enid justin wild women of the west cowgirl magazine

Thirty-two-year-old Enid Justin drove her Model T Ford into the small town of Jacksboro, Texas, in early 1926, determined to sell her quality, handmade cowboy boots to the mercantile owners there. As the head of the newly formed Nocona Boot Company, the tenacious woman knew what needed to be done to make her brand a success. She wasn’t afraid of hard work and was willing to be the first traveling salesperson for the business.  Enid was convinced her merchandise was second to none and believed customers would flock to stores that stocked the brand. She was right. By the end of the first year in business, the manufacturing company was shipping boots to all the Western states. 

Enid was no stranger to the boot making industry. Her father, Herman Joseph Justin founded H. J. Justin and Sons in 1879, selling his sturdy, handcrafted boots to cowhands traveling along the Chisholm Trail. Herman’s seven children learned the trade working beside him at the shop. From purchasing the leather to stitching the boots, the Justin clan were destined to become experts in the field. Born in 1894, Enid was sewing boot tops at the age of twelve. Little did she know then she would one day become the president of her own boot making company. 

Herman Justin’s sons took over the business when their father died in 1918, and for awhile were content to continue running operations in Nocona where the company was established. By 1925, the Justin brothers decided to move the plant to Fort Worth. Enid, who by this time was married and working at the company with her husband, disagreed with the idea to relocate the enterprise. Believing her father would never have wanted the company moved from Nocona, she made up her mind to stay put and open her own shop. She’d been trained by the best and knew everything there was to know about boot making. She borrowed $5,000 to open the business and started out with seven employees. Initially, her focus was strictly on making high grade cowboy and lace boots but by the summer of 1927, she added boys’ cowboy boots to the production. Materials used in her factory came from various states and countries, such as calves from France, kangaroos from Australia, and the American tanned leather from the northern and eastern states.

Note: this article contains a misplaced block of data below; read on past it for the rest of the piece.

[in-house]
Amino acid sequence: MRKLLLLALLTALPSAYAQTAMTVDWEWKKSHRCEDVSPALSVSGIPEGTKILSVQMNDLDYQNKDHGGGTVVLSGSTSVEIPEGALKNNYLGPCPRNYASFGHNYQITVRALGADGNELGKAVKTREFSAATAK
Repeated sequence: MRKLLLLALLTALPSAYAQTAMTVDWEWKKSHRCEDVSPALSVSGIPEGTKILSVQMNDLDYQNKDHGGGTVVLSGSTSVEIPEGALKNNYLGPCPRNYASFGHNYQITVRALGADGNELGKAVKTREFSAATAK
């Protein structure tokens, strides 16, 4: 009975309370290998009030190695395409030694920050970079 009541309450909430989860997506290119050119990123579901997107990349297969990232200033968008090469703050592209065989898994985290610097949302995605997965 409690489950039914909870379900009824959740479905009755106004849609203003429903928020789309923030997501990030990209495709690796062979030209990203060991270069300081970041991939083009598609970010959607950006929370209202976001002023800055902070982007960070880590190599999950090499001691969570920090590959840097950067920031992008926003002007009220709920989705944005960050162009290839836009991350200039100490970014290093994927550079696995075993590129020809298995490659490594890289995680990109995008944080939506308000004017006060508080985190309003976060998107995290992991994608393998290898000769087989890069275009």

Enid hadn’t planned to become one of the leading competitors to H. J. Justin and Sons, but she didn’t shy away from the achievement. It was unusual for a woman to run a major company in the late 1920s, but Enid saw herself as liberated long before the rest of the world knew what the term meant. It was difficult in the beginning. Ranchers and cowhands shied away from dealing with a woman bootmaker. Forced to find other ways to bring in money, Enid took in boarders at her home and cooked and ironed for oil field workers. In time, the Nocona Boot Company brand gained popularity and as sales increased Enid was able to set aside the odd jobs and work solely at the factory. 

Throughout the course of the fifty-six years Enid was in business, she met with celebrities and dignitaries around the globe including Presidents Ronald Reagan and George H. Bush, Carol Burnett, Gregory Peck, and Walt Disney. In 1972, she was inducted into the Cowboy Hall of Fame for her contribution to the culture of the West.

In 1981, Enid sold her business to the Justin Boot Company and retired. She passed away on October 14, 1990, at the age of ninety-six.